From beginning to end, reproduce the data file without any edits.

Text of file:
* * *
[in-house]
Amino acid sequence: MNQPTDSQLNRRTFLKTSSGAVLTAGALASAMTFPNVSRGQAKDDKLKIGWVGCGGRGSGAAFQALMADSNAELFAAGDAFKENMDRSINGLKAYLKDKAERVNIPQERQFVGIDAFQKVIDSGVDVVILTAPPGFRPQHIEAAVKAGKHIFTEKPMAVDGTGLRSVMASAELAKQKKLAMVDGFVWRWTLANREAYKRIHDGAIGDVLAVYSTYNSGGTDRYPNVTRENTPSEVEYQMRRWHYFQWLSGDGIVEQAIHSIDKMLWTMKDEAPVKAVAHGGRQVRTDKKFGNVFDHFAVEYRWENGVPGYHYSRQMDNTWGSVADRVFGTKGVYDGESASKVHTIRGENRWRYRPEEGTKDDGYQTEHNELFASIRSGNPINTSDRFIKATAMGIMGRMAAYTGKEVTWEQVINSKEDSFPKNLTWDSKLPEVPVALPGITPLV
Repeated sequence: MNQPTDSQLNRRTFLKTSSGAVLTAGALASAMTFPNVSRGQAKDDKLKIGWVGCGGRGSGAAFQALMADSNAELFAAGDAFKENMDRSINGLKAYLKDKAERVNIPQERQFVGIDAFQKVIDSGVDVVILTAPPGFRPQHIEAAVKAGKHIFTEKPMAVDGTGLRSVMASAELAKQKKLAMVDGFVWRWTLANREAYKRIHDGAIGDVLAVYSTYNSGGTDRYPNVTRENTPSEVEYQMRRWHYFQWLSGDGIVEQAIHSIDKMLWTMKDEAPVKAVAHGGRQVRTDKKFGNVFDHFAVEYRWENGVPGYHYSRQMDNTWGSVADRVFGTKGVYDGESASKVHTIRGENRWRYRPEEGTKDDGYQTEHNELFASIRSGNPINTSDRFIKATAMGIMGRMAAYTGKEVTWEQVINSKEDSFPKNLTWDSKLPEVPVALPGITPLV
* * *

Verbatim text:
[in-house]
Amino acid sequence: MNQPTDSQLNRRTFLKTSSGAVLTAGALASAMTFPNVSRGQAKDDKLKIGWVGCGGRGSGAAFQALMADSNAELFAAGDAFKENMDRSINGLKAYLKDKAERVNIPQERQFVGIDAFQKVIDSGVDVVILTAPPGFRPQHIEAAVKAGKHIFTEKPMAVDGTGLRSVMASAELAKQKKLAMVDGFVWRWTLANREAYKRIHDGAIGDVLAVYSTYNSGGTDRYPNVTRENTPSEVEYQMRRWHYFQWLSGDGIVEQAIHSIDKMLWTMKDEAPVKAVAHGGRQVRTDKKFGNVFDHFAVEYRWENGVPGYHYSRQMDNTWGSVADRVFGTKGVYDGESASKVHTIRGENRWRYRPEEGTKDDGYQTEHNELFASIRSGNPINTSDRFIKATAMGIMGRMAAYTGKEVTWEQVINSKEDSFPKNLTWDSKLPEVPVALPGITPLV
Repeated sequence: MNQPTDSQLNRRTFLKTSSGAVLTAGALASAMTFPNVSRGQAKDDKLKIGWVGCGGRGSGAAFQALMADSNAELFAAGDAFKENMDRSINGLKAYLKDKAERVNIPQERQFVGIDAFQKVIDSGVDVVILTAPPGFRPQHIEAAVKAGKHIFTEKPMAVDGTGLRSVMASAELAKQKKLAMVDGFVWRWTLANREAYKRIHDGAIGDVLAVYSTYNSGGTDRYPNVTRENTPSEVEYQMRRWHYFQWLSGDGIVEQAIHSIDKMLWTMKDEAPVKAVAHGGRQVRTDKKFGNVFDHFAVEYRWENGVPGYHYSRQMDNTWGSVADRVFGTKGVYDGESASKVHTIRGENRWRYRPEEGTKDDGYQTEHNELFASIRSGNPINTSDRFIKATAMGIMGRMAAYTGKEVTWEQVINSKEDSFPKNLTWDSKLPEVPVALPGITPLV